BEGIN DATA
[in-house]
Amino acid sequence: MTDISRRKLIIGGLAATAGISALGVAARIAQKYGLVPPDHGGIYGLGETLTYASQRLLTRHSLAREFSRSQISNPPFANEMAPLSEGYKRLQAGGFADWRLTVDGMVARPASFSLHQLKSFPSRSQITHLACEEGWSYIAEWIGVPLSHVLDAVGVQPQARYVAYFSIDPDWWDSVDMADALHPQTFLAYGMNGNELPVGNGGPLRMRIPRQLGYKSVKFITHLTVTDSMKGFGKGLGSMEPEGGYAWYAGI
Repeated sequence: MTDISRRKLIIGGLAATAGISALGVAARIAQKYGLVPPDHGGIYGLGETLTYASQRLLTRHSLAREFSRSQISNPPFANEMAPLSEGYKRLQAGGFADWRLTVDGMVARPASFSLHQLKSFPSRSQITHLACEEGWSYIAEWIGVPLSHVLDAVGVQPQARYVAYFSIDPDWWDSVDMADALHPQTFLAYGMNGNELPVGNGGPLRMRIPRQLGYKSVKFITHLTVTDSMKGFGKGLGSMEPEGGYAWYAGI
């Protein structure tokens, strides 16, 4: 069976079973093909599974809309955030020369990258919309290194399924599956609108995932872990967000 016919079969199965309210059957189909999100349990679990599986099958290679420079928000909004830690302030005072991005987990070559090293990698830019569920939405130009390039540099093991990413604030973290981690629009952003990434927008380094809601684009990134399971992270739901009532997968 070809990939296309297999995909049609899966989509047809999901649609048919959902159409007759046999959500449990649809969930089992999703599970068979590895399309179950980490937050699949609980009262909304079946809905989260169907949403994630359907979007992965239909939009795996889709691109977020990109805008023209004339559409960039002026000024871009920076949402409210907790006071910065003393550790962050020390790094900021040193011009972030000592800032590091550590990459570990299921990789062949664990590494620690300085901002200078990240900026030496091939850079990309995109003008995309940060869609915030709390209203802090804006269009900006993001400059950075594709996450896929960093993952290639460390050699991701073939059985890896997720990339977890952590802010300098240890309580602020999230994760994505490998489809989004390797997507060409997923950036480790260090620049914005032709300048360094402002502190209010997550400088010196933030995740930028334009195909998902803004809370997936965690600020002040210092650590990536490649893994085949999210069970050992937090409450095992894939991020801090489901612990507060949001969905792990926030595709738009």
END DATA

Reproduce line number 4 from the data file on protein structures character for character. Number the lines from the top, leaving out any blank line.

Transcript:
């Protein structure tokens, strides 16, 4: 069976079973093909599974809309955030020369990258919309290194399924599956609108995932872990967000 016919079969199965309210059957189909999100349990679990599986099958290679420079928000909004830690302030005072991005987990070559090293990698830019569920939405130009390039540099093991990413604030973290981690629009952003990434927008380094809601684009990134399971992270739901009532997968 070809990939296309297999995909049609899966989509047809999901649609048919959902159409007759046999959500449990649809969930089992999703599970068979590895399309179950980490937050699949609980009262909304079946809905989260169907949403994630359907979007992965239909939009795996889709691109977020990109805008023209004339559409960039002026000024871009920076949402409210907790006071910065003393550790962050020390790094900021040193011009972030000592800032590091550590990459570990299921990789062949664990590494620690300085901002200078990240900026030496091939850079990309995109003008995309940060869609915030709390209203802090804006269009900006993001400059950075594709996450896929960093993952290639460390050699991701073939059985890896997720990339977890952590802010300098240890309580602020999230994760994505490998489809989004390797997507060409997923950036480790260090620049914005032709300048360094402002502190209010997550400088010196933030995740930028334009195909998902803004809370997936965690600020002040210092650590990536490649893994085949999210069970050992937090409450095992894939991020801090489901612990507060949001969905792990926030595709738009």